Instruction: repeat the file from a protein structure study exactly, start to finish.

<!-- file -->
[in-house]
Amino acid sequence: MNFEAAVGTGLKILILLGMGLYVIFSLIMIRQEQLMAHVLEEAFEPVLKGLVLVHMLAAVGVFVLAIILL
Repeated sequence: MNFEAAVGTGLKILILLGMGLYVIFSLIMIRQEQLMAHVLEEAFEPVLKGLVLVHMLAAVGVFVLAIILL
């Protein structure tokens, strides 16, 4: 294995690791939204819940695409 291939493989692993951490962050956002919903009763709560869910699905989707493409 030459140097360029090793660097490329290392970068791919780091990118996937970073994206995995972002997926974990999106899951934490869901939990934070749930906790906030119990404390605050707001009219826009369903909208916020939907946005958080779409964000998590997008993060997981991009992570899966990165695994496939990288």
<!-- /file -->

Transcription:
[in-house]
Amino acid sequence: MNFEAAVGTGLKILILLGMGLYVIFSLIMIRQEQLMAHVLEEAFEPVLKGLVLVHMLAAVGVFVLAIILL
Repeated sequence: MNFEAAVGTGLKILILLGMGLYVIFSLIMIRQEQLMAHVLEEAFEPVLKGLVLVHMLAAVGVFVLAIILL
């Protein structure tokens, strides 16, 4: 294995690791939204819940695409 291939493989692993951490962050956002919903009763709560869910699905989707493409 030459140097360029090793660097490329290392970068791919780091990118996937970073994206995995972002997926974990999106899951934490869901939990934070749930906790906030119990404390605050707001009219826009369903909208916020939907946005958080779409964000998590997008993060997981991009992570899966990165695994496939990288």